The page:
The government’s incentive to step in and bail out depositors when banks fail is clear from past experience. However, these ex-post bailouts are costly. The bailout process also tends to be long, complicated, and uncertain, further eroding depositor confidence in the banking system. A better alternative would be to increase the deposit insurance limit substantially and, at the same time, charge the insured banks a risk-based premium for this insurance. Under the current flat-fee based system, the SBI pays144 the same premium to the DICGC—12 paise per 100 rupees of insured deposits—as does any other bank!

A risk-based approach will achieve two objectives. First, it will ensure that the deposit insurance fund of the DICGC has sufficient funds to make quick and timely repayments to depositors. Second, the risk-based premia will curb excessive risk-taking by banks, given that they will be required to pay a higher cost for taking on risk.

India is not alone in trying to address the issue of improving the efficiency of deposit insurance. The Federal Deposit Insurance Corporation (FDIC) recognizes that the regulatory framework governing deposit insurance is far from perfect and the United States is moving towards risk-based premia. The concept is similar to pricing car insurance premia according to the risk profile of the driver. The FDIC computes deposit insurance premia based on factors such as the bank’s capital position, asset quality, earnings, liquidity positions, and the types of deposits.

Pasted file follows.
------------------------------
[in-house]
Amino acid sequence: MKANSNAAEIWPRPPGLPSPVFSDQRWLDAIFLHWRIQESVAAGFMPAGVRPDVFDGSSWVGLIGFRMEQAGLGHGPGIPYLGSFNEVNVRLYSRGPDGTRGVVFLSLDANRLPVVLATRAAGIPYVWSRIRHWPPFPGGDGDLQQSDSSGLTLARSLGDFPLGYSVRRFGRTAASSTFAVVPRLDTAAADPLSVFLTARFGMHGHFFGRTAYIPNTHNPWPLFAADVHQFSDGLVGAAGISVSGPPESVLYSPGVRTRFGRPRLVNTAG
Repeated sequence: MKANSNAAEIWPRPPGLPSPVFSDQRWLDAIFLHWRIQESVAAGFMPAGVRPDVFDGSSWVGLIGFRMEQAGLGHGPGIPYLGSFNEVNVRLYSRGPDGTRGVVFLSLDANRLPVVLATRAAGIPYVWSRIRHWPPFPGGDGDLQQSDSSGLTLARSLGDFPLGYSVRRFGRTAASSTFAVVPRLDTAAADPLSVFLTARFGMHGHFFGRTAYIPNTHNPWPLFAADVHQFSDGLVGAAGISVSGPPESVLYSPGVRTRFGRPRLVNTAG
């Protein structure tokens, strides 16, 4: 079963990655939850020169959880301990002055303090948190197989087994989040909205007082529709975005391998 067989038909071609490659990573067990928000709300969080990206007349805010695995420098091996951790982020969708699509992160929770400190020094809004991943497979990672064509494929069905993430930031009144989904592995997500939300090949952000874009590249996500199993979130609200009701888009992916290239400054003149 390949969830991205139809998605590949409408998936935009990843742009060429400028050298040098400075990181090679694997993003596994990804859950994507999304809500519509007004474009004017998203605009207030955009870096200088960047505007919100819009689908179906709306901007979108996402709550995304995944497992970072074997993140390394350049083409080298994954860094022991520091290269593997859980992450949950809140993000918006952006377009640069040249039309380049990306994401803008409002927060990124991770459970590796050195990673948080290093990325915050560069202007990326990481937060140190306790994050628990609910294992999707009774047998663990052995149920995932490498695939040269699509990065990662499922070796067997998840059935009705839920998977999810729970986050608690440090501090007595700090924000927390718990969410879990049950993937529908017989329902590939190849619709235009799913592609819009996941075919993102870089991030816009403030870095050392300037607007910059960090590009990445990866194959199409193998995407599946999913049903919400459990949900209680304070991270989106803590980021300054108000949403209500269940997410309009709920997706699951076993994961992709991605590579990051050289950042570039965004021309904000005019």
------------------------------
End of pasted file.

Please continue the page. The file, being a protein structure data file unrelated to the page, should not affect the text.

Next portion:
In India, too, banks can be placed into buckets or tiers along these different dimensions. The deposit premium can depend on these factors. It is easy to see that a bank with a worsening capital position and a high NPA ratio should pay a higher deposit insurance premium than a well-capitalized bank with a healthy lending portfolio. The idea is not dissimilar to a risky driver paying more for car insurance than a safe driver.

Risk-sensitive pricing can go hand-in-hand with the increase in the insured deposit coverage limits bringing India in line with its emerging market peers. In a credit-hungry country like India, these moves would build depositor confidence, possibly increasing the volume of deposits and achieving the happy result of the banking system channeling more savings to productive use.